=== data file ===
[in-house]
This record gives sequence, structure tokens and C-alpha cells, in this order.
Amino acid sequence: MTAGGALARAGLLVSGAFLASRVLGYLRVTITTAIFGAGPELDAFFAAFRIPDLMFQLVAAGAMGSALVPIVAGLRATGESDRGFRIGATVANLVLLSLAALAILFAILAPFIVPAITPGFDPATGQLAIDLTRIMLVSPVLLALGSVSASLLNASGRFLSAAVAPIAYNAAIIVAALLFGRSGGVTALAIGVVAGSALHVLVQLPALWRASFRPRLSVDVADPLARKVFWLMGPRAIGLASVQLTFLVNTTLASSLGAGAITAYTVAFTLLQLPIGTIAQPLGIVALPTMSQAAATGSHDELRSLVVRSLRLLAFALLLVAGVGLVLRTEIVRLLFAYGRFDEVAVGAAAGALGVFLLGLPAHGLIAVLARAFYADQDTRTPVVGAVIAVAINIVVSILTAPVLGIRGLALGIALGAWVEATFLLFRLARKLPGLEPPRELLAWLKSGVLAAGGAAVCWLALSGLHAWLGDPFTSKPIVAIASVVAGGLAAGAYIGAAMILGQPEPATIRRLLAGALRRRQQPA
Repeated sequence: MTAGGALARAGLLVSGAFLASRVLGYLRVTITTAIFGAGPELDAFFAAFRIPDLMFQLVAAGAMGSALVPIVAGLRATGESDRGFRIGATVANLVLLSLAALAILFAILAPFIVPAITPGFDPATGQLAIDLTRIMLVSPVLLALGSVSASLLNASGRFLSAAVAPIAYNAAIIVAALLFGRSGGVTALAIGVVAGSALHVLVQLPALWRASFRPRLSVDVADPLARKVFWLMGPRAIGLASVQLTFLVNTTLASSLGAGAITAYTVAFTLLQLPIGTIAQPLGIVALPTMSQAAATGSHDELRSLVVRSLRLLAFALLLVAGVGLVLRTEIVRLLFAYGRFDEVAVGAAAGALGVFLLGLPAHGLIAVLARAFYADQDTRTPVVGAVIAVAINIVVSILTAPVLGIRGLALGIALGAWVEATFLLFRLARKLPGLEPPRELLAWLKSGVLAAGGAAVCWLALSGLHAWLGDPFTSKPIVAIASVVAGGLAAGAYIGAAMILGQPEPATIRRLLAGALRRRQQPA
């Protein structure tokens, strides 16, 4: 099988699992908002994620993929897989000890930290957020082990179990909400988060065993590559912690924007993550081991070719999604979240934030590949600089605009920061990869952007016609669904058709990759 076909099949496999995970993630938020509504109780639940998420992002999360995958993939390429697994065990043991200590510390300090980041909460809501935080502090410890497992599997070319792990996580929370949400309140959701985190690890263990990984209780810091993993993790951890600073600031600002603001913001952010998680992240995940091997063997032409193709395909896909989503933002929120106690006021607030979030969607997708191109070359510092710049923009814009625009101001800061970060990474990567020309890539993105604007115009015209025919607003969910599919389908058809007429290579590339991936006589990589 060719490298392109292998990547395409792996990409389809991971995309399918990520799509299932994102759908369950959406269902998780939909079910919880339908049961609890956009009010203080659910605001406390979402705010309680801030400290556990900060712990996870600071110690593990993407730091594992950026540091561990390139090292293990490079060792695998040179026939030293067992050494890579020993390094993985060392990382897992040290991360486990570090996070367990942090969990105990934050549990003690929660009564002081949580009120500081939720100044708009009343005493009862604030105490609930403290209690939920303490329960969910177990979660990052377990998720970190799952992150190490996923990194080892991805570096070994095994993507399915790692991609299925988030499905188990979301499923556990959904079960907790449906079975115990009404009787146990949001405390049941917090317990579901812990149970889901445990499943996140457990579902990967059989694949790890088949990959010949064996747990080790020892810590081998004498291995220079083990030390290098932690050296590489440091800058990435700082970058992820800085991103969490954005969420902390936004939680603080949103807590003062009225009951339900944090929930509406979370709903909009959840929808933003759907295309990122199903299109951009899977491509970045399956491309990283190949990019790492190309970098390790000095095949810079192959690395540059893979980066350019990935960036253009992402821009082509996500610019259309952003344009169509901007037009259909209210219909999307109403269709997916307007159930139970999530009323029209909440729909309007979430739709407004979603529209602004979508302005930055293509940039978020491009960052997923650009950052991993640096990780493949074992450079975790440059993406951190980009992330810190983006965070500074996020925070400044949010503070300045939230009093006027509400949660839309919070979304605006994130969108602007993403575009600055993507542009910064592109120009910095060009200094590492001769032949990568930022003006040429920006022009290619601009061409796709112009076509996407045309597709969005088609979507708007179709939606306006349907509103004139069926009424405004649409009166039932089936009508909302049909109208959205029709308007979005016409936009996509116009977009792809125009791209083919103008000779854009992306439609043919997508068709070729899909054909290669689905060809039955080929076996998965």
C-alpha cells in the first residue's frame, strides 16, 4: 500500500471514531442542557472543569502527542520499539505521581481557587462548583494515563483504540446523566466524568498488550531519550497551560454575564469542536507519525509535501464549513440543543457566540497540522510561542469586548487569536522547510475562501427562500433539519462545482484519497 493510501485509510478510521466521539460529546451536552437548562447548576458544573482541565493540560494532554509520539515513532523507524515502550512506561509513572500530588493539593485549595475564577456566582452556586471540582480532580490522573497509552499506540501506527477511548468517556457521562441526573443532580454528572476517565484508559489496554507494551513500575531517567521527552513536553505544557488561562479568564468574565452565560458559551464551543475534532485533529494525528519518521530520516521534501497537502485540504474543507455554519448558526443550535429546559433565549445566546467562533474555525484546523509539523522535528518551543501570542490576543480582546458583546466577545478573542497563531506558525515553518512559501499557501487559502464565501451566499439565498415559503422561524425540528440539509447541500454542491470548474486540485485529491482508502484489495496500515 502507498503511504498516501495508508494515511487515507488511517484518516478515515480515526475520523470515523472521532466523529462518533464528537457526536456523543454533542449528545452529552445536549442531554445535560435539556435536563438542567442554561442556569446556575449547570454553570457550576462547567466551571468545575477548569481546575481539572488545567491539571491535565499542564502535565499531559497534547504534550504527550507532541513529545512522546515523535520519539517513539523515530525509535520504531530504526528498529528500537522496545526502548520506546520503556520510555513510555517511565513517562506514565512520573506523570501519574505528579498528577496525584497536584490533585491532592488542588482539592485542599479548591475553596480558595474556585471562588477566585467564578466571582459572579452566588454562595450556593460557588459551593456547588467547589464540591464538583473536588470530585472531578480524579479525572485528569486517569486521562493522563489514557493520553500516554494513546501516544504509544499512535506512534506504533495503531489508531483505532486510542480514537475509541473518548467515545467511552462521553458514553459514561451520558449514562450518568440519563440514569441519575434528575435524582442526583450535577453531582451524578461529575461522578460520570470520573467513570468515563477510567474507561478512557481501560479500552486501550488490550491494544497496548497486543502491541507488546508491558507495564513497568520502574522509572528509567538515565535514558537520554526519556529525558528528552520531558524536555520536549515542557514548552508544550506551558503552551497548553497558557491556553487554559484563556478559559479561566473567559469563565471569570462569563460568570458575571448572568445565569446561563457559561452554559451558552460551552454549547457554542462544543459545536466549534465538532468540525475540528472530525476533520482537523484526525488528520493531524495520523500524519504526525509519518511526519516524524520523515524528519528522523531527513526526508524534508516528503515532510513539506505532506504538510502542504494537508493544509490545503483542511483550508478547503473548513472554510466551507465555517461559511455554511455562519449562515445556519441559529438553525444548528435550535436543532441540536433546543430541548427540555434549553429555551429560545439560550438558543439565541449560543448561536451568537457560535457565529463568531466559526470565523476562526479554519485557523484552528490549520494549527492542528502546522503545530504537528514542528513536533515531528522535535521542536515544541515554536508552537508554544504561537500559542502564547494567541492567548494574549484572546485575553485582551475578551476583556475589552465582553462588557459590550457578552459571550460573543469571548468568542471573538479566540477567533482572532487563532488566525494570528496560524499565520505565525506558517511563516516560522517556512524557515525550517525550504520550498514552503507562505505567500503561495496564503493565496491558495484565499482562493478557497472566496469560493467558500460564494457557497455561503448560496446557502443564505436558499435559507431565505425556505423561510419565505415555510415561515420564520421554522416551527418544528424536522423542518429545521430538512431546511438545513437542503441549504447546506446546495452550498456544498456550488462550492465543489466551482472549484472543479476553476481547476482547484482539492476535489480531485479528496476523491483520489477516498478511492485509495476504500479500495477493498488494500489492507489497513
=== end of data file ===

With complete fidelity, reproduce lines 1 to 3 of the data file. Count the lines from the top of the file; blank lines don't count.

[in-house]
This record gives sequence, structure tokens and C-alpha cells, in this order.
Amino acid sequence: MTAGGALARAGLLVSGAFLASRVLGYLRVTITTAIFGAGPELDAFFAAFRIPDLMFQLVAAGAMGSALVPIVAGLRATGESDRGFRIGATVANLVLLSLAALAILFAILAPFIVPAITPGFDPATGQLAIDLTRIMLVSPVLLALGSVSASLLNASGRFLSAAVAPIAYNAAIIVAALLFGRSGGVTALAIGVVAGSALHVLVQLPALWRASFRPRLSVDVADPLARKVFWLMGPRAIGLASVQLTFLVNTTLASSLGAGAITAYTVAFTLLQLPIGTIAQPLGIVALPTMSQAAATGSHDELRSLVVRSLRLLAFALLLVAGVGLVLRTEIVRLLFAYGRFDEVAVGAAAGALGVFLLGLPAHGLIAVLARAFYADQDTRTPVVGAVIAVAINIVVSILTAPVLGIRGLALGIALGAWVEATFLLFRLARKLPGLEPPRELLAWLKSGVLAAGGAAVCWLALSGLHAWLGDPFTSKPIVAIASVVAGGLAAGAYIGAAMILGQPEPATIRRLLAGALRRRQQPA